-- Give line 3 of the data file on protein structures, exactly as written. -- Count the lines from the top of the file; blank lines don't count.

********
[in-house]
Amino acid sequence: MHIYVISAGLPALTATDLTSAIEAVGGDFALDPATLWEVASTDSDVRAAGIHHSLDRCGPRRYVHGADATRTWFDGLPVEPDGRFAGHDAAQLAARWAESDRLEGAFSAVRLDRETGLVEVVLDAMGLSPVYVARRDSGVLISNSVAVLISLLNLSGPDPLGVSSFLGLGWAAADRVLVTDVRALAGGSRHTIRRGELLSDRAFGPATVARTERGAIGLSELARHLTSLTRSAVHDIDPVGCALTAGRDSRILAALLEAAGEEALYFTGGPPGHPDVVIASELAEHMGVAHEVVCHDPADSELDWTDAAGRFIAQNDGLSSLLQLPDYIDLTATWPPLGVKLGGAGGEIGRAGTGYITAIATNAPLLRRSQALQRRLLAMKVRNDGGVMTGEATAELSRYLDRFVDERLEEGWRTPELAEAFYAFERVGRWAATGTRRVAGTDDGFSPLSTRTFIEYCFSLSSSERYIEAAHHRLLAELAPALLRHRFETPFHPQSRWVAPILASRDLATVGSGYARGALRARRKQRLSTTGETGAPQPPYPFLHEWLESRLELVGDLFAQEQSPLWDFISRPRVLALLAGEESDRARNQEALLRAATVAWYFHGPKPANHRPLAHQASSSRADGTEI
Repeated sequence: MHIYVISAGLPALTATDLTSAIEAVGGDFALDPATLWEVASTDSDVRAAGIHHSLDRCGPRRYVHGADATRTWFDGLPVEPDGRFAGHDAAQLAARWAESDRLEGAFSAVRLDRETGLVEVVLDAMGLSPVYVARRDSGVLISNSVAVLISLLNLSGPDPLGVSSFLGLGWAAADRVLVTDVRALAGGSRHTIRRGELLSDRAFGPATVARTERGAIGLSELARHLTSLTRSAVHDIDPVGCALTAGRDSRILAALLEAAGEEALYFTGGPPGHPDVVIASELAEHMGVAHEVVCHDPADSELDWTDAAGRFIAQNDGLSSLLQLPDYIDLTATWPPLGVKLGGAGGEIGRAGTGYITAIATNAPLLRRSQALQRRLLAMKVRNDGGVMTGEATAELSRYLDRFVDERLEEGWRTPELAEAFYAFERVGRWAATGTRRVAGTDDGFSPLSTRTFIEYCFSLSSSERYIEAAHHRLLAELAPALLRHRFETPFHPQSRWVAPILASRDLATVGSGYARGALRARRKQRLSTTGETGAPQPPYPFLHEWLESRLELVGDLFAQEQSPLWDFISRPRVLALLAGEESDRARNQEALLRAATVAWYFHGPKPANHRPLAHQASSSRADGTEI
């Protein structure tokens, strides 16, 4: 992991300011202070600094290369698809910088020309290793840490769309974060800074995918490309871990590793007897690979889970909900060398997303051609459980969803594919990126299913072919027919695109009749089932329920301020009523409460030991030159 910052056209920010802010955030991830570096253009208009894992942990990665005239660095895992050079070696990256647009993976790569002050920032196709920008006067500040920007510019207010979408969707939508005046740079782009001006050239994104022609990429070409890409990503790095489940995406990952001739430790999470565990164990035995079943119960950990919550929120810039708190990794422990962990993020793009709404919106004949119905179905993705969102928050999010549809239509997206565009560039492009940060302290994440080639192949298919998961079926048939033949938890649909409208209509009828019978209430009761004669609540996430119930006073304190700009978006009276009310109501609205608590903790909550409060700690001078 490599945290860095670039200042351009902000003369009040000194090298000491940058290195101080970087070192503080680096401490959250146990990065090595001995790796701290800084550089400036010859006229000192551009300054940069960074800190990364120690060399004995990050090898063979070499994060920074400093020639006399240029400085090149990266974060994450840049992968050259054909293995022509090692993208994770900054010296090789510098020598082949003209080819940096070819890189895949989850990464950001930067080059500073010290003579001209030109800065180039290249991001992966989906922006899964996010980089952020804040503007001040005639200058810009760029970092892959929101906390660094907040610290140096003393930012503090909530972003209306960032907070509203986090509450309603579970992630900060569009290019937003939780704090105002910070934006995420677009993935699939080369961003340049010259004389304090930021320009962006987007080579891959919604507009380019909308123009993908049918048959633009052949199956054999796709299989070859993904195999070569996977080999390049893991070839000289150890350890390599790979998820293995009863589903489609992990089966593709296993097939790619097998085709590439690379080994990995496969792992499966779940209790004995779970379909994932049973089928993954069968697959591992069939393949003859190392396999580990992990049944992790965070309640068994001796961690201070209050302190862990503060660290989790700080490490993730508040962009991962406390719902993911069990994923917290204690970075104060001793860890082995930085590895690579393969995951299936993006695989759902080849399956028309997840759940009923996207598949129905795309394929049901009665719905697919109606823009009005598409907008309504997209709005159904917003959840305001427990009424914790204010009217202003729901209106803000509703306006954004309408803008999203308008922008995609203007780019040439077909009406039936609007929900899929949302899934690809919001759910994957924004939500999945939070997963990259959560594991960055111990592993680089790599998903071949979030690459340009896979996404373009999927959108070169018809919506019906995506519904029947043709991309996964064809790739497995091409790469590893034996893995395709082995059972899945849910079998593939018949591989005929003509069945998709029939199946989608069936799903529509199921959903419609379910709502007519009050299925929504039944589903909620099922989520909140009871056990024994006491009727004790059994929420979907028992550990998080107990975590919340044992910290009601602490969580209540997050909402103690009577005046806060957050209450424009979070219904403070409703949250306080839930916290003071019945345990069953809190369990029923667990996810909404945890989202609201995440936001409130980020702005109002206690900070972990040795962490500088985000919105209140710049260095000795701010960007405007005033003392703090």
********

Repeated sequence: MHIYVISAGLPALTATDLTSAIEAVGGDFALDPATLWEVASTDSDVRAAGIHHSLDRCGPRRYVHGADATRTWFDGLPVEPDGRFAGHDAAQLAARWAESDRLEGAFSAVRLDRETGLVEVVLDAMGLSPVYVARRDSGVLISNSVAVLISLLNLSGPDPLGVSSFLGLGWAAADRVLVTDVRALAGGSRHTIRRGELLSDRAFGPATVARTERGAIGLSELARHLTSLTRSAVHDIDPVGCALTAGRDSRILAALLEAAGEEALYFTGGPPGHPDVVIASELAEHMGVAHEVVCHDPADSELDWTDAAGRFIAQNDGLSSLLQLPDYIDLTATWPPLGVKLGGAGGEIGRAGTGYITAIATNAPLLRRSQALQRRLLAMKVRNDGGVMTGEATAELSRYLDRFVDERLEEGWRTPELAEAFYAFERVGRWAATGTRRVAGTDDGFSPLSTRTFIEYCFSLSSSERYIEAAHHRLLAELAPALLRHRFETPFHPQSRWVAPILASRDLATVGSGYARGALRARRKQRLSTTGETGAPQPPYPFLHEWLESRLELVGDLFAQEQSPLWDFISRPRVLALLAGEESDRARNQEALLRAATVAWYFHGPKPANHRPLAHQASSSRADGTEI